Tuesday, June 21, 2011

Pretty picture: Chirita 'Deco' flower

As promised earlier, I present to you the first opened flower on my Chirita 'Deco:'


Very frustrated with the camera. I don't feel like it got the colors right, even after I tried to adjust them. This is possibly that thing again where cameras don't photograph blues and purples accurately. I don't know. In any case, it's a much nicer flower than I had been anticipating, it's lasted a long time, and there are more getting ready to open, so I'm pretty happy about this.


The plant's been in the (cool, humid) basement, in what I'd ordinarily call moderate light -- lots of fluorescent lights around, but it doesn't get much light from any of them. I would have assumed that the light it was getting was insufficient for blooming, except that it obviously wasn't.

So here's a question, then -- why aren't Chiritas sold more often, if they're capable of this? There are a fair number of on-line sources, but I don't recall ever seeing one sold in a garden center. Too few flowers? Short-lived flowers? Hard to keep alive in a retail setting? Not attractive enough? Some Eastern-Iowa-specific quirk of the market? What's your guess?


9 comments:

Tom said...

We used to get in big, beautiful baskets of Chrita at work...we'd go through great lengths to tell everyone how great they were and how easy to grow and bloom they are...and still no one ever bought them. I think people are just dumb.

Long Haired Lady Rider said...

My guess: The leaves snap rather easily, making them a bit difficult to transport. Plus, they haven't been in general culitvation very long.

Dirty Girl Gardening said...

i rarely see them either... adorable though.

The Expat Garden(er) said...

I think I'll second LHLR--makes sense that shipping Chirita may involve some less-than-desirable appearance because of leaf snappage. Happens to me all the time, and I just move them from one part of a shelf to another.

Glad to see you're taking better care of my plants than I ever did. I think this Chirita tried to flower for me once or twice, and then gave up and just started offsetting. I have one of those offsets growing here in Saudi Arabia, but it's far away from flowering!

RebelCowgirl said...

They're not very well know by most and aren't commercially promoted like it's cousin the African Violet. They are very pretty and just as interestingly beautiful as their Gessie cousins On a gardening forum I'm a member of I do know of a couple of people who have them but I haven't been able to find any to purchase locally myself. I do have a place where I can buy them, but it requires shipping and I'm always scared that I'll end up with a dead plant due to the changes in temperature from one place to the next. Not to mention the way the boxes are treated and the fact that the plant will end up stuck in a very hot truck for at least 1 day before reaching my door. These kinds of plants like warm temperatures, but I don't think they'd like been smothered in vehicle heat in the Florida sun. Our heat index right now is at 103 degrees with humidity.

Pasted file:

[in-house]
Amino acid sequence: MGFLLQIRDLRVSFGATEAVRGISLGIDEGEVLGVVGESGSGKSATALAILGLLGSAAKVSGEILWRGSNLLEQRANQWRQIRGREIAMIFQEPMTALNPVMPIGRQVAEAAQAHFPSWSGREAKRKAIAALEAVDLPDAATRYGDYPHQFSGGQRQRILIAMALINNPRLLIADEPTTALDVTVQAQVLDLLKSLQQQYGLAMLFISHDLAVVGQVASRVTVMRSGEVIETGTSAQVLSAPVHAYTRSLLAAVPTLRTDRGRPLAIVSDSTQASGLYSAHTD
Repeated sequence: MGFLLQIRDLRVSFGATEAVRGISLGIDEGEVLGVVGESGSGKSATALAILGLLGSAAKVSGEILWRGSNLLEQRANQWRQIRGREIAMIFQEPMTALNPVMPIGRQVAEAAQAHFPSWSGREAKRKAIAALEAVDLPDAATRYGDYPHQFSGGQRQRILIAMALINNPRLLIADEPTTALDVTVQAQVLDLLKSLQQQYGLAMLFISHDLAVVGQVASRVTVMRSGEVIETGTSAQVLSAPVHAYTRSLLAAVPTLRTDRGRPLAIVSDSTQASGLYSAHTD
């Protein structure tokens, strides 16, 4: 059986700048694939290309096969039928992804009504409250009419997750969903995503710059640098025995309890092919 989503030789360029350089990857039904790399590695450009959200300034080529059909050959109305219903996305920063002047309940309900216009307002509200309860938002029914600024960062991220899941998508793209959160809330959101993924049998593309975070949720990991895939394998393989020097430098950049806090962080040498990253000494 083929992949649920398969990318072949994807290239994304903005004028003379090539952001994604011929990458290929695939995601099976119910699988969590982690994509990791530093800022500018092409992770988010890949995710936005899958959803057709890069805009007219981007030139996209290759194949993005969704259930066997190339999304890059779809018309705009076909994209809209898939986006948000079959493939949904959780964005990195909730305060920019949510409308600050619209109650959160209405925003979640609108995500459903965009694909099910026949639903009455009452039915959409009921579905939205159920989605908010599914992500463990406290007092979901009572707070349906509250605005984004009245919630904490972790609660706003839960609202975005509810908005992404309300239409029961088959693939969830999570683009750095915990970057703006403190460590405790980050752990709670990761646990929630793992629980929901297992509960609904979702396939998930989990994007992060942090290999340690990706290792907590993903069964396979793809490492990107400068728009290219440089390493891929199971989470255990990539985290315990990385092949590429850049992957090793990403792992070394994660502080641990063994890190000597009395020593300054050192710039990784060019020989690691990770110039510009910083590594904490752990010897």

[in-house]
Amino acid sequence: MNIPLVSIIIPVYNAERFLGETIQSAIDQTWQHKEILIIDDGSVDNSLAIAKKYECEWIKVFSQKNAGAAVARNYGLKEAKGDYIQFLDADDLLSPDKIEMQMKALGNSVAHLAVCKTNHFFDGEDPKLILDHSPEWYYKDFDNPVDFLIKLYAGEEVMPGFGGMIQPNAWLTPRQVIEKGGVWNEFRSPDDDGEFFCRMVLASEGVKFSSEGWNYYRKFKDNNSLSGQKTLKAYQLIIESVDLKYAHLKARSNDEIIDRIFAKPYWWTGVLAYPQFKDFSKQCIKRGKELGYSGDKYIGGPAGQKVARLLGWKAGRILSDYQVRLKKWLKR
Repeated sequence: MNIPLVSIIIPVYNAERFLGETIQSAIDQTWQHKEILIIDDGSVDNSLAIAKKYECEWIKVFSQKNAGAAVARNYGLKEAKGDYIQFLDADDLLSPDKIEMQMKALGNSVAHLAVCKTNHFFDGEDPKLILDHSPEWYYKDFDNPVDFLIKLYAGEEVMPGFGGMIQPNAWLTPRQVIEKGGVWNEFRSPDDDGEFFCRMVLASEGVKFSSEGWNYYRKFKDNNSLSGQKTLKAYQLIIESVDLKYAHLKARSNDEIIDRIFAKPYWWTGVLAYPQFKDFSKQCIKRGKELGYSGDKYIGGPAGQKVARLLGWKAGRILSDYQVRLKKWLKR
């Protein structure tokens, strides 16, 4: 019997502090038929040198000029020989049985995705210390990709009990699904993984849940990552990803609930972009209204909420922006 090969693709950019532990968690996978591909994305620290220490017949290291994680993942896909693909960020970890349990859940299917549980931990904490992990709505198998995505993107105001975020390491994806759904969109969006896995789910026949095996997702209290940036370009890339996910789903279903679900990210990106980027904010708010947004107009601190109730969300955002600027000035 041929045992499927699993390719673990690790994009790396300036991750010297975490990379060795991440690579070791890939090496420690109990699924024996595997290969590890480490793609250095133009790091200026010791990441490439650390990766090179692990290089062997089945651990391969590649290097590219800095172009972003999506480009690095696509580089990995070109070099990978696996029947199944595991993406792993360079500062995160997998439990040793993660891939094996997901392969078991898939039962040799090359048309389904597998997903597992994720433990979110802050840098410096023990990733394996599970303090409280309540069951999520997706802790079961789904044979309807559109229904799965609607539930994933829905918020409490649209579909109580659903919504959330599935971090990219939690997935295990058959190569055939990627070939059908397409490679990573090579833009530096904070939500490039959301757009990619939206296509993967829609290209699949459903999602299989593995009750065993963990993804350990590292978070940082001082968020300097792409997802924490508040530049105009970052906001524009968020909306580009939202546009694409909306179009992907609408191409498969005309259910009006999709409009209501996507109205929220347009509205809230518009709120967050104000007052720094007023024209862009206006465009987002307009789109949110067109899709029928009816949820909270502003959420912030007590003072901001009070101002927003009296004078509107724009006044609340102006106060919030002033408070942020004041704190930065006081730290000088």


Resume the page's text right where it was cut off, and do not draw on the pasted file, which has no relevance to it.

RebelCowgirl said...

As for shipping Chrita, it shouldn't be any more difficult than shipping African Violets, Streptocarpus, and other Gesneriads. Yes the leaves can and do break easily, but the good thing is a lot of the times you can take the snapped leaves and grow new plants from those snapped leaves(if the leaves are still fairly firm to freshly broken firm).

Thomas said...

Maybe some people confuse them with Streptocarpus, because of the bloom. A shame 'cause they're much easier to grow and flower (good selling point?). They are a bit brittle though, and some customers can be really challenged when handling plants.

I've grown one for a few years ('Chastity'), eventually it grows a stem and branches, with a kind of bark, develops sort of a bonsai look. I like it a lot. I bought a start of 'Aiko' at a plant sale in May, and would love to get one of the variegated ones...

Anonymous said...

Give it time--in large part it's simply because they haven't been around very long. Most of the species were only introduced in the 1990's and the "new" hybrids have only been created in the last decade. While they are now well-known to gesneriad growers, they have yet to percolate out to the general growing public. In general form and culture they aren't too different from african violets, which will probably help. It's too bad that just as Chirita is getting some name recognition, recent taxonomic rearrangements mean that most of the species and hybrids are now being moved to the genus Primulina.

--John B., Chirita (Primulina) hybridizer

Anonymous said...

I have found the leaves are more forgiving if you let them dry out and go a bit limp-like. But not too much. They recover well from a dry spell. I just put supports under the leaves or put into a much deeper cache pot so that when the leaves stiffen up, they are in an attractive shape and not pointing downward.

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